I suppose this may have answered my question I had been pondering for some time about the recent MAPF sectoral allocation shift toward discount issues. The low coupon discounts seem like a bit of a trap to me, and although I hadn’t ruled out that you’d simply lost your mind, I suspect you know what you’re doing……………….

Well, it’s nice to know he presumed I had a mind to start with! As it is, I fear that results for the fund for this month will be summed up as “Too Soon”. As has been noted here in the past, sectoral shifts within the fund do not reflect an attempt at market timing; merely an analysis of the curve that shows that one sector has gotten out of whack with another. Over time, this works quite well; but not this time.

HPF.PR.B was down over 7% today, presumably due to yesterday’s downgrade. I suppose there are some non-PrefBlog-reading investors out there who considered the downgrade a surprise.

Good volume today, which is certainly meaningful. Just precisely what it means changes every time, of course, but in a month or so the technical analysts will be pleased to tell us what we obviously should have done.

Note that these indices are experimental; the absolute and relative daily values are expected to change in the final version. In this version, index values are based at 1,000.0 on 2006-6-30
Index Mean Current Yield (at bid) Mean YTW Mean Average Trading Value Mean Mod Dur (YTW) Issues Day’s Perf. Index Value
Ratchet 4.90% 4.86% 475,262 15.58 1 0.0000% 1,043.7
Fixed-Floater 4.88% 4.80% 101,651 15.77 7 +0.0651% 1,039.5
Floater 4.49% 3.85% 69,348 10.76 3 +0.5925% 1,045.5
Op. Retract 4.86% 3.57% 79,980 3.36 15 +0.0683% 1,027.7
Split-Share 5.18% 5.13% 86,233 4.11 15 +0.0049% 1,040.8
Interest Bearing 6.22% 6.23% 61,323 3.62 4 -0.0238% 1,063.5
Perpetual-Premium 5.75% 5.63% 100,741 9.85 17 +0.1047% 998.8
Perpetual-Discount 5.57% 5.61% 320,031 14.51 47 -0.3591% 906.3
Major Price Changes
Issue Index Change Notes
IAG.PR.A PerpetualDiscount -3.6127% Now with a pre-tax bid-YTW of 5.81% based on a bid of 20.01 and a limitMaturity.
SLF.PR.E PerpetualDiscount -3.0993% Now with a pre-tax bid-YTW of 5.69% based on a bid of 20.01 and a limitMaturity.
GWO.PR.G PerpetualDiscount -2.2621% Now with a pre-tax bid-YTW of 5.74% based on a bid of 22.90 and a limitMaturity.
HSB.PR.D PerpetualDiscount -1.8947% Now with a pre-tax bid-YTW of 5.42% based on a bid of 23.30 and a limitMaturity.
BAM.PR.N PerpetualDiscount -1.4846% Now with a pre-tax bid-YTW of 6.48% based on a bid of 18.58 and a limitMaturity. Closed at 18.58-81, 3×5, while the virtually identical (and now even more distressed) BAM.PR.M closed at 19.83-85, 1×12. I’ve seen a lot of things in the preferred share market that make no sense at all; but if this doesn’t take the cake, it’s at least worth a few pop-tarts.
RY.PR.D PerpetualDiscount -1.4016% Now with a pre-tax bid-YTW of 5.52% based on a bid of 20.40 and a limitMaturity.
RY.PR.G PerpetualDiscount -1.3410% Now with a pre-tax bid-YTW of 5.47% based on a bid of 20.60 and a limitMaturity.
ELF.PR.F PerpetualDiscount -1.3363% Now with a pre-tax bid-YTW of 6.03% based on a bid of 22.15 and a limitMaturity.
GWO.PR.I PerpetualDiscount -1.2677% Now with a pre-tax bid-YTW of 5.62% based on a bid of 20.25 and a limitMaturity.
RY.PR.A PerpetualDiscount -1.1572% Now with a pre-tax bid-YTW of 5.43% based on a bid of 20.50 and a limitMaturity.
BNS.PR.L PerpetualDiscount -1.0466% Now with a pre-tax bid-YTW of 5.44% based on a bid of 20.80 and a limitMaturity.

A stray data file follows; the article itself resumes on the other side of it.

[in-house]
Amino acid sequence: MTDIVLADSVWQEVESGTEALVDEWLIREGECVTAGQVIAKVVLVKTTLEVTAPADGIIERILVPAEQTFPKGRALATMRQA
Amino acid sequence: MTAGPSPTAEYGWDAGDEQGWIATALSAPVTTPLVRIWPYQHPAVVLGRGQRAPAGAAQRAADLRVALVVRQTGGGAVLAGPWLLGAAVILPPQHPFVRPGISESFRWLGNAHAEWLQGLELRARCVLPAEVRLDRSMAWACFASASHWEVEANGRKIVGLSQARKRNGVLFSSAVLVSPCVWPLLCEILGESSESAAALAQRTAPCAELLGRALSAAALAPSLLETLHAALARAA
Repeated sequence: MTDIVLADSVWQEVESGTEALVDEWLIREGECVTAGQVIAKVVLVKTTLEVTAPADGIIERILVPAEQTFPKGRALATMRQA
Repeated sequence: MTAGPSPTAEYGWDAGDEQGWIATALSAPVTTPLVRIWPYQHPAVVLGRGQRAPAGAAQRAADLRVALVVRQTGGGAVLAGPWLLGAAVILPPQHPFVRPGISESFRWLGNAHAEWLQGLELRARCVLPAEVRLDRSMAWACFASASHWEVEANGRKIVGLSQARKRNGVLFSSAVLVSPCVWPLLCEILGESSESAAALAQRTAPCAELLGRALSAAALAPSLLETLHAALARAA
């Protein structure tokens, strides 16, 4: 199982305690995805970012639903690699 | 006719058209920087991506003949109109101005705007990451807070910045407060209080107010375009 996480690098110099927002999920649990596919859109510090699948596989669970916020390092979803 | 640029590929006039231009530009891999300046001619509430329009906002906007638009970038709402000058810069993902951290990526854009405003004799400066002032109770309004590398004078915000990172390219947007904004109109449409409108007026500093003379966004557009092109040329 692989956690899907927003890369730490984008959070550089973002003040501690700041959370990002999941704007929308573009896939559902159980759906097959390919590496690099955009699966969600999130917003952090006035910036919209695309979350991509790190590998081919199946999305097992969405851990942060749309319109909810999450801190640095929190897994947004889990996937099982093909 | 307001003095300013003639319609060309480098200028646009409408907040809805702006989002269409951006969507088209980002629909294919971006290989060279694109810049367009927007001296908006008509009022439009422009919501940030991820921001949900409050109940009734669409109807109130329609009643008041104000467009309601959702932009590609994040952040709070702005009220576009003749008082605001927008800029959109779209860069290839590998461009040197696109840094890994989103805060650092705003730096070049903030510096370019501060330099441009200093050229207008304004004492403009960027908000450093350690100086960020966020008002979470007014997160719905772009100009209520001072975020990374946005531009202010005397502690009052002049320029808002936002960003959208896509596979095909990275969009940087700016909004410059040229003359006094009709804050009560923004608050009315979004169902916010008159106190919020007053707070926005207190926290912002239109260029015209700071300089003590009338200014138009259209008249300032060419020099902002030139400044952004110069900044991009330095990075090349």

POW.PR.D PerpetualDiscount +1.0134% Now with a pre-tax bid-YTW of 5.75% based on a bid of 21.93 and a limitMaturity.
GWO.PR.E OpRet +1.0392% Now with a pre-tax bid-YTW of 4.49% based on a bid of 25.28 and a call 2011-4-30 at 25.00.
FTS.PR.F PerpetualDiscount +1.1021% Now with a pre-tax bid-YTW of 5.91% based on a bid of 21.10 and a limitMaturity.
CM.PR.P PerpetualPremium (for now!) +1.1594% Now with a pre-tax bid-YTW of 5.58% based on a bid of 24.43 and a limitMaturity.
POW.PR.A PerpetualDiscount +1.2180% Now with a pre-tax bid-YTW of 5.85% based on a bid of 24.10 and a limitMaturity.
ELF.PR.G PerpetualDiscount +1.2264% Now with a pre-tax bid-YTW of 6.05% based on a bid of 19.81 and a limitMaturity. Somebody should call up E-L Financial and tell them they’re distressed!
BAM.PR.B Floater +1.3361%  
BNS.PR.K PerpetualDiscount +1.8519% Now with a pre-tax bid-YTW of 5.48% based on a bid of 22.00 and a limitMaturity.
Volume Highlights
Issue Index Volume Notes
MFC.PR.B PerpetualDiscount 422,515 Now with a pre-tax bid-YTW of 5.39% based on a bid of 21.85 and a limitMaturity.
SLF.PR.C PerpetualDiscount 208,485 Nesbitt crossed 150,000 at 21.01, then another 50,000 at the same price. Now with a pre-tax bid-YTW of 5.39% based on a bid of 20.90 and a limitMaturity.
PWF.PR.F PerpetualDiscount 129,350 Now with a pre-tax bid-YTW of 5.71% based on a bid of 23.06 and a limitMaturity.
BMO.PR.H PerpetualDiscount 103,200 Desjardins crossed 100,000 at 24.90. Now with a pre-tax bid-YTW of 5.34% based on a bid of 24.79 and a limitMaturity.
BNS.PR.M PerpetualDiscount 82,100 Now with a pre-tax bid-YTW of 5.42% based on a bid of 20.89 and a limitMaturity.

There were thirty other index-included $25.00-equivalent issues trading over 10,000 shares today.

2 Responses to “October 25, 2007”

  1. […] Regular readers will know that I am currently enraged by the persistent difference in price between BAM.PR.M and BAM.PR.N! […]

  2. […] There is another very similar – in its essentials – situation occuring in the SIV area. MBIA and its problems in finding financing for its conduit, Hudson-Thames was mentioned here on October 25. Now we learn that: MBIA Inc., the largest bond insurer, is winding down its structured investment vehicle after failing to find buyers for the SIV’s short-term debt since August, Chief Financial Officer Chuck Chaplin said. […]